Manchester: ‘This is the place’

Tony Walsh (Longfella’) reads out his poem ‘This is the place’ at the vigil on Albert Square for the victims of the Manchester attack.

This is the place

In the north-west of England. It’s ace, it’s the best

And the songs that we sing from the stands, from our bands

Set the whole planet shaking.

Our inventions are legends. There’s nowt we can’t make, and so we make brilliant music

We make brilliant bands

And we make things from steel

And we make things from cotton

And we make people laugh, take the mick summat rotten

And we make you at home

And we make you feel welcome and we make summat happen

And we can’t seem to help it

And if you’re looking from history, then yeah we’ve a wealth

We make goals that make souls leap from seats in the stands

But the Manchester way is to make it yourself.

And make us a record, a new number one

And make us a brew while you’re up, love, go on

And make us feel proud that you’re winning the league

And make us sing louder and make us believe that this is the place that has helped shape the world

And this is the place where a Manchester girl named Emmeline Pankhurst from the streets of Moss Side led a suffragette city with sisterhood pride

And this is the place with appliance of science, we’re on it, atomic, we struck with defiance, and in the face of a challenge, we always stand tall, Mancunians, in union, delivered it all

Such as housing and libraries and health, education and unions and co-ops and first railway stations

So we’re sorry, bear with us, we invented commuters. But we hope you forgive us, we invented computers.

And this is the place Henry Rice strolled with rolls, and we’ve rocked and we’ve rolled with our own northern soul

And so this is the place to do business then dance, where go-getters and goal-setters know they’ve a chance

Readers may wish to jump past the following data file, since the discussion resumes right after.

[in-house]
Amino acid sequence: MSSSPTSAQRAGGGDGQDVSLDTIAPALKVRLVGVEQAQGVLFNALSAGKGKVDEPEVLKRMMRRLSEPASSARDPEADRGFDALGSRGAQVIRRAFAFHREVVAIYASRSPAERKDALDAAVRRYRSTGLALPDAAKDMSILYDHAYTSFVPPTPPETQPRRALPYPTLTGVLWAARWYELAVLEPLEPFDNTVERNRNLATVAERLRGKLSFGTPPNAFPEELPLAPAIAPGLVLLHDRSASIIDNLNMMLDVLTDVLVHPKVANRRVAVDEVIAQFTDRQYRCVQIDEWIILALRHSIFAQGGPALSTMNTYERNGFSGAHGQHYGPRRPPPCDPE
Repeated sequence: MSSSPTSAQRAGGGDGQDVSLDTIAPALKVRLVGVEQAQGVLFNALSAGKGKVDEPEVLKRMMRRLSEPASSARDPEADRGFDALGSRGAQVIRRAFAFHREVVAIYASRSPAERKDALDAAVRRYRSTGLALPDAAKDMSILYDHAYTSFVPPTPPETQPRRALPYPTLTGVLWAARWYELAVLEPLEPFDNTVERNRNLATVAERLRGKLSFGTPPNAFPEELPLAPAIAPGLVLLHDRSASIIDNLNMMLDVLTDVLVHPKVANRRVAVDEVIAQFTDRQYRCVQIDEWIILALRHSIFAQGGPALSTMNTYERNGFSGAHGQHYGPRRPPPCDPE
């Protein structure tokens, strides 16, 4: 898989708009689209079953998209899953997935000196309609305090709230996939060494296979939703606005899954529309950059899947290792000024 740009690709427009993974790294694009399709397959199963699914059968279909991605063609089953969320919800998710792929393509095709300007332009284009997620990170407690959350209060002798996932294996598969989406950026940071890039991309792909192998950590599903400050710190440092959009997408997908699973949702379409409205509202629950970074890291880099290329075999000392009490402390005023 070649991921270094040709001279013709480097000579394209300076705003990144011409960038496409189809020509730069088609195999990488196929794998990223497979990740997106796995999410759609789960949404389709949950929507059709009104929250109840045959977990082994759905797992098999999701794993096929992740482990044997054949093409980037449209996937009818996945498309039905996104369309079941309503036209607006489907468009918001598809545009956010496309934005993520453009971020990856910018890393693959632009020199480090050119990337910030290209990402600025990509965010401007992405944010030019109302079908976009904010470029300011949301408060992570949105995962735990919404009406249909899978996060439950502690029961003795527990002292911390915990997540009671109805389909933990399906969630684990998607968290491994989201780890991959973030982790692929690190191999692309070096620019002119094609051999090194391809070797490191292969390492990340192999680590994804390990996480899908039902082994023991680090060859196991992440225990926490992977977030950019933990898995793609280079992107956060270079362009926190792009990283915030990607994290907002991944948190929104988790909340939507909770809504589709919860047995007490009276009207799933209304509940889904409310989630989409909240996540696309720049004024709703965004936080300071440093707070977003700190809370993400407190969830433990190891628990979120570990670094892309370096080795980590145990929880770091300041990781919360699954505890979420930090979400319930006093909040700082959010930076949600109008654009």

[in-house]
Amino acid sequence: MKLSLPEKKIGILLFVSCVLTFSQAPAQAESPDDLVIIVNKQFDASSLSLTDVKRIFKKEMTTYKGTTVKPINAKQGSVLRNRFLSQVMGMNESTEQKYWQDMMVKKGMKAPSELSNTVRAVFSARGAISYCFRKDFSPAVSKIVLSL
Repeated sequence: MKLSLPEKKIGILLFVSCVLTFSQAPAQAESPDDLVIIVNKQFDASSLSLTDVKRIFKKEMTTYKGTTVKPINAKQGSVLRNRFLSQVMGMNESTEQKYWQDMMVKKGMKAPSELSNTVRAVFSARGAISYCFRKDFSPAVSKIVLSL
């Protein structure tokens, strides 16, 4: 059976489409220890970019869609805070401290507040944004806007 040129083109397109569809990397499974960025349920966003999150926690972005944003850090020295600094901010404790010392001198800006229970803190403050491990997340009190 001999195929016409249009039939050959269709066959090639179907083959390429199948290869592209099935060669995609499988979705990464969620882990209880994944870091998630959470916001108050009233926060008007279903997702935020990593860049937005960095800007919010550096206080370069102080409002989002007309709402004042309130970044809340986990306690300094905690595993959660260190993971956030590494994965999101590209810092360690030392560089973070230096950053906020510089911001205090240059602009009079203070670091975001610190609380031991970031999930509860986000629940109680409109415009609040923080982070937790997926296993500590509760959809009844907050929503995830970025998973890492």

And this is the place where we first played as kids. And me mum, lived and died here, she loved it, she did.

And this is the place where our folks came to work, where they struggled in puddles, they hurt in the dirt and they built us a city, they built us these towns and they coughed on the cobbles to the deafening sound to the steaming machines and the screaming of slaves, they were scheming for greatness, they dreamed to their graves.

And these hard times again, in these streets of our city, but we won’t take defeat and we don’t want your pity.

Because this is a place where we stand strong together, with a smile on our face, greater Manchester forever.

And we’ve got this place where a team with a dream can get funding and something to help with a scheme.

Because this is a place that understands your grand plans. We don’t do “no can do” we just stress “yes we can”

Forever Manchester’s a charity for people round here, you can fundraise, donate, you can be a volunteer. You can live local, give local, we can honestly say, we do charity different, that Mancunian way.

And we fund local kids, and we fund local teams. We support local dreamers to work for their dreams. We support local groups and the great work they do. So can you help us. help local people like you?

Because this is the place in our hearts, in our homes, because this is the place that’s a part of our bones.

Because Greater Manchester gives us such strength from the fact that this is the place, we should give something back.

And they left us a spirit. They left us a vibe. That Mancunian way to survive and to thrive and to work and to build, to connect, and create and Greater Manchester’s greatness is keeping it great.

And so this is the place now with kids of our own. Some are born here, some drawn here, but they all call it home.

And they’ve covered the cobbles, but they’ll never defeat, all the dreamers and schemers who still teem through these streets.

Because this is a place that has been through some hard times: oppressions, recessions, depressions, and dark times.

But we keep fighting back with Greater Manchester spirit. Northern grit, Northern wit, and Greater Manchester’s lyrics.

Always remember, never forget, forever Manchester.